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Ann Occup Environ Med. 2013 Sep 11;25(1):15. doi: 10.1186/2052-4374-25-15.

Association between work-related health problems and job insecurity in permanent and temporary employees.

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  • 1Department of Occupational and Environmental Medicine, Ajou University School of Medicine, Suwon, South Korea. jbpark@ajou.ac.kr.



This research was conducted with an aim of determining the correlation between job insecurity and an employee's work-related health problems among permanent and temporary workers.


Using the data from the First Korean Working Conditions Survey conducted in 2006, a total of 7,071 workers, excluding employers and the self-employed, were analyzed. Work-related health problems were categorized as backache, headache, abdominal pain, muscular pain, stress, fatigue, insomnia, anxiety or depression. Each problem was then analyzed for its relationship to job insecurity through logistic regression analysis.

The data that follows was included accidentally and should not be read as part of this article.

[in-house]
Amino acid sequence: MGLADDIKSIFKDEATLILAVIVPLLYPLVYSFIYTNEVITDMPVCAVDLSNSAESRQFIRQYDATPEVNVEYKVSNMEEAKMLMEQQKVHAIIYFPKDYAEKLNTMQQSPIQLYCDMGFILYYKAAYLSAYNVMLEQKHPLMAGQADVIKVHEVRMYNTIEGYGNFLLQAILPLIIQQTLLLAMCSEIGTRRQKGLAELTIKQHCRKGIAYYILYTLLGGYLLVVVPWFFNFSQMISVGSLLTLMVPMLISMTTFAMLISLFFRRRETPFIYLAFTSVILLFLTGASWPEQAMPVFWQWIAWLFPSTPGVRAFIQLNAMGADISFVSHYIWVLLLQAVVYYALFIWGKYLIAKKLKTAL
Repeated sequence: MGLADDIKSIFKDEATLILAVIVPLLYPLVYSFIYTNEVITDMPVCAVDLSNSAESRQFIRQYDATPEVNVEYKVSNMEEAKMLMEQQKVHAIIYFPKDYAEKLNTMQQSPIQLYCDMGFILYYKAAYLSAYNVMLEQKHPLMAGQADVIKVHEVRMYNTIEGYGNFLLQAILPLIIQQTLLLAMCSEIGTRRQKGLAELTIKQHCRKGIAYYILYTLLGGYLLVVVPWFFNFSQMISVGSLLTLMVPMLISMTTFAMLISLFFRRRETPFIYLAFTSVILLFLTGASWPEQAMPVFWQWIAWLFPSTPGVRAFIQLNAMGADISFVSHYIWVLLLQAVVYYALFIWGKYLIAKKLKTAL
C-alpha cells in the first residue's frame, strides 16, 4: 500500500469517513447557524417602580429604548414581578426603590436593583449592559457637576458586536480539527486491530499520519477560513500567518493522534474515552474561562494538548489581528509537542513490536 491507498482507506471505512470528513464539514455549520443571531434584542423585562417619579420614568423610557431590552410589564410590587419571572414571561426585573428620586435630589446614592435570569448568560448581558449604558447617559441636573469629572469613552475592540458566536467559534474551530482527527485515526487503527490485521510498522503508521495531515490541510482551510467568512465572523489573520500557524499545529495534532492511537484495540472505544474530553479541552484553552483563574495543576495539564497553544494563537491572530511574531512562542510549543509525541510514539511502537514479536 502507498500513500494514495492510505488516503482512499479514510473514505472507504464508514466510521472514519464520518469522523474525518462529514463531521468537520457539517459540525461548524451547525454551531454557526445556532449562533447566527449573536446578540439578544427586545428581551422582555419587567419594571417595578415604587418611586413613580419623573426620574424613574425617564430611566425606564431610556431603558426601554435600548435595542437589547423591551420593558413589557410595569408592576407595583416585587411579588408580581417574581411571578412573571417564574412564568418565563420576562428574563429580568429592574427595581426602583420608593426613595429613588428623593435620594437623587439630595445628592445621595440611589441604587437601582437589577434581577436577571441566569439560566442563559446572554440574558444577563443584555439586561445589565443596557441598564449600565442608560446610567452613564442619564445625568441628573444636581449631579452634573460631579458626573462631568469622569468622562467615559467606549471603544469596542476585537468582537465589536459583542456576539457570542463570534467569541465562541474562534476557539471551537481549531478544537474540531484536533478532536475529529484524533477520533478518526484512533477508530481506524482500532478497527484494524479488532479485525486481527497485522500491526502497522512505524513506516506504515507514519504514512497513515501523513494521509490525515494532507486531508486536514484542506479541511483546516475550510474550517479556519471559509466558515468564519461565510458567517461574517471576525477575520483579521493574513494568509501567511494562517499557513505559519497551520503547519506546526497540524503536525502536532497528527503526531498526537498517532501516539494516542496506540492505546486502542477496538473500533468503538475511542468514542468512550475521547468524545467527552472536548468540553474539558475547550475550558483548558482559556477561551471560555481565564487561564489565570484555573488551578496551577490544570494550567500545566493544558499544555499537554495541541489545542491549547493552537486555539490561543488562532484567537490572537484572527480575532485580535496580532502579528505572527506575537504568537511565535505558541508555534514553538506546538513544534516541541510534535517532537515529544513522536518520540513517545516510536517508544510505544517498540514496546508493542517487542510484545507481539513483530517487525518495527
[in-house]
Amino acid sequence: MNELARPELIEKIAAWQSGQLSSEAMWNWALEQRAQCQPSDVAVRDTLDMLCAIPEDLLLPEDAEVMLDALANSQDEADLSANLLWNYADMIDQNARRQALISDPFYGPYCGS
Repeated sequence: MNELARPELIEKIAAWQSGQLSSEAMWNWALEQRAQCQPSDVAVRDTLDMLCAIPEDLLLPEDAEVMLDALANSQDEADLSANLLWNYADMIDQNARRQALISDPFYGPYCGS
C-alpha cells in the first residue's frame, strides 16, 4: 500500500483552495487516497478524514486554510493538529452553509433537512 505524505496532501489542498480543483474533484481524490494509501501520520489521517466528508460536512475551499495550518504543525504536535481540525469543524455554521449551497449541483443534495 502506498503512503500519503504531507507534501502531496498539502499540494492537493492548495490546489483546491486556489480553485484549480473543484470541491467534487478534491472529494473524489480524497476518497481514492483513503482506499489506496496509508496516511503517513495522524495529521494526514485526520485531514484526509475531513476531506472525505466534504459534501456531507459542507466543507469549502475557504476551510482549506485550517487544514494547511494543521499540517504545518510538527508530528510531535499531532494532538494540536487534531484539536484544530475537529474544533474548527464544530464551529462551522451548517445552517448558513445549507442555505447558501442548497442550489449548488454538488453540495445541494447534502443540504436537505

Among the 7,071 workers, 5,294 (74.9%) were permanent workers and 1,777 (25.1%) were temporary workers. For the permanent workers, presence of high or moderate job insecurity appeared more closely linked to backache, headache, abdominal pain, muscular pain, stress, fatigue, insomnia, anxiety, and depression compared to absence of job insecurity. However, for the temporary workers, only depression appeared to be associated with the presence of high job insecurity.


The study showed that the presence of job insecurity is correlated with work-related health problems. The deleterious effects of job insecurity appeared to be stronger in permanent than temporary workers. Additional research should investigate ways to effectively reduce job insecurity.

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